'..... Where the appellate decree merely affirms the decision appealed from, it would not give a fresh start of limitation and that time would begin to run from the date of the first decree, xxxxxxxx'.
A Special Bench of the Calcutta High Court, in : AIR1928Cal646 , had to consider the following question -
'Whether in the circumstances of the present cases, time to be reckoned under Article 181, Limitation Act, should be counted from the date of the decrees of me High Court dismissing the appeals from the decrees of the lower appellate court, or from the dates of the pronouncement of the decrees of the lower appellate court, or whether the respondents are entitled to get deduction of the period occupied by the appeals to this Court?'
After discussing the law on the subject, Rankin, C. J. recorded the opinion of the Special Bench as follows:
'.... We have to determine this case under Article 181, Limitation Act, which directs us in general language to find out the date on which the applicants right accrued. In the ordinary and natural meaning of We words their right accrued immediately the District Judge reversed the decision of the trial court and reduced the amount of the plaintiffs claim. Unless, therefore, we are requited by reason of the -nature of the matter to ignore the effect of that decision because, it was confirmed on appeal it seems to me to be wrong to do so. To refuse so to do does not involve the proposition that two decrees for the same thing may be executed simultaneously. Nor does it involve, so far as I can see, the affirmance of any order proposition that can be regarded as inconvenient or absura. I am of opinion therefore that we should answer the question put to us by saying that the time to be reckoned underArticle 181, Limitation Act, should be counted from me decrees of the lower appellate Court and that the tenants are not entitled to get deduction of the period occupied by the appeals to the Court',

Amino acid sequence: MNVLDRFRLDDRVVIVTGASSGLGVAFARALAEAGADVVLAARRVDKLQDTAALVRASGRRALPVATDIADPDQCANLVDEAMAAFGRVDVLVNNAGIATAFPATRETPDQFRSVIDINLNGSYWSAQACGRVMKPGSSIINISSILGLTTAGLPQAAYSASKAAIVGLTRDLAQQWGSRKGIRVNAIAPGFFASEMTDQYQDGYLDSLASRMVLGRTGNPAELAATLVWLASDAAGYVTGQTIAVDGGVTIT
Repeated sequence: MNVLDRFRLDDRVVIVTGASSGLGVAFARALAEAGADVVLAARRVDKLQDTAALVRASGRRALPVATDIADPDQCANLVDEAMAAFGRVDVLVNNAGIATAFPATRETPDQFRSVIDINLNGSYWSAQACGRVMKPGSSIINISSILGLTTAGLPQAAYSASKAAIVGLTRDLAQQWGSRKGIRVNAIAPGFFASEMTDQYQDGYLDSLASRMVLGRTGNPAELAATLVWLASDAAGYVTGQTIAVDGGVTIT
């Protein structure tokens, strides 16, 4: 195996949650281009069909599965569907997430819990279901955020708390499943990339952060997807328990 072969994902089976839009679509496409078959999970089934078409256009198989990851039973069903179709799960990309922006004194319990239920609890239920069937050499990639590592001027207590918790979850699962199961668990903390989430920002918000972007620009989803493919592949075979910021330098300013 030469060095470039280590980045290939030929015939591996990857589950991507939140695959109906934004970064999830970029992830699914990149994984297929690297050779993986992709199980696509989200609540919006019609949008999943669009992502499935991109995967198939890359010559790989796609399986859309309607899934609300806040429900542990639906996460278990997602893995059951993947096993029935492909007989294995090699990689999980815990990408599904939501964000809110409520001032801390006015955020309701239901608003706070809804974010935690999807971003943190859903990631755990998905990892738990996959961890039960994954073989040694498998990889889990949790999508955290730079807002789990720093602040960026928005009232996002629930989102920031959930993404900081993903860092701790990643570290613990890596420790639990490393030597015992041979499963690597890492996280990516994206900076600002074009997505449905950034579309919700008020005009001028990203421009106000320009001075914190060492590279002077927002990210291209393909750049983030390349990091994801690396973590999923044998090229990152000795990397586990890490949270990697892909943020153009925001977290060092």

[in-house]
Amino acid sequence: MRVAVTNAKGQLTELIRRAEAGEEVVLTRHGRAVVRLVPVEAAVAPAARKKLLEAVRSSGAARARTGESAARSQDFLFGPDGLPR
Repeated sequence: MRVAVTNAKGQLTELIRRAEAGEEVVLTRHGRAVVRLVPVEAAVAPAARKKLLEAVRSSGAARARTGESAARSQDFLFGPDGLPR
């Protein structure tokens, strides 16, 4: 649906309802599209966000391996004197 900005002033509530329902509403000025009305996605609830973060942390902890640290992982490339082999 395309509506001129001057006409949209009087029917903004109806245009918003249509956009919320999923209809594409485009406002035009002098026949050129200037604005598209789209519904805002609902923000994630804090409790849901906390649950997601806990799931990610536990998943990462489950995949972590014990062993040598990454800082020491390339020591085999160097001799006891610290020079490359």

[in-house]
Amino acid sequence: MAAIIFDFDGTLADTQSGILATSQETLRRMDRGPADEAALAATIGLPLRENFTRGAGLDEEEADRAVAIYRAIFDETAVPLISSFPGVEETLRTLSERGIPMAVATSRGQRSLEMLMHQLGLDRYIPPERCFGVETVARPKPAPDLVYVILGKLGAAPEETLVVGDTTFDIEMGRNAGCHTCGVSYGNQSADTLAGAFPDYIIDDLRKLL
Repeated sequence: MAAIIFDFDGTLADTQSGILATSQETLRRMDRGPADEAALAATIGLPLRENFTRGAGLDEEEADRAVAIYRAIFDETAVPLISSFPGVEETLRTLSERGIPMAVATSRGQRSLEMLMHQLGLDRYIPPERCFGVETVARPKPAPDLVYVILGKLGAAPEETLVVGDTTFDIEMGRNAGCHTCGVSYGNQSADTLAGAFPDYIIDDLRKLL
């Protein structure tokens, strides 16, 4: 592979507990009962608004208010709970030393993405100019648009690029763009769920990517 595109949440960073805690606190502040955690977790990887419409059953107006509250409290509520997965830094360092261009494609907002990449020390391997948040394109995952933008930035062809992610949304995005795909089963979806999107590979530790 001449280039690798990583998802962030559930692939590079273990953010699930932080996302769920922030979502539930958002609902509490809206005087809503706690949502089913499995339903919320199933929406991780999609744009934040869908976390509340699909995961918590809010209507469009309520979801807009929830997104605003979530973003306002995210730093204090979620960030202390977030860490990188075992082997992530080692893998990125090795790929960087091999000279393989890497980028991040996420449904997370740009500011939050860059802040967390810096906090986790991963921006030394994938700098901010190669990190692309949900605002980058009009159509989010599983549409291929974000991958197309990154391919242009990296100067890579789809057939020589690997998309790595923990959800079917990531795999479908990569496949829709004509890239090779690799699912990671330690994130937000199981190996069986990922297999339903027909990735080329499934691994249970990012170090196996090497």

23. The Lahore High Court in AIR 1939 Lah 73, considered the question of the starting point of limitation under Article 181 and came to the conclusion that--
'..... the party who has succeeded in the first Appellate court is entitled to apply for restitution without waiting for the decision of any second appeal that may be preferred by the other party. Hence the starting point for limitation under Article 181 is the date of the decree of the first Appellate Court. An unsuccessful attempt by the other party to get that decree reversed cannot give a fresh start for the purposes of limitation'.
24. In (S) AIR 1956 Nag 129 the Nagpur High Court did not discuss the question of starting point of limitation, though it held that Article 181 was applicable 10 an application under Section 144 C. P. C. even where we decree is reversed by the Privy Council.
25. A Full Bench of the Punjab High Court in recorded its opinion on the point thus--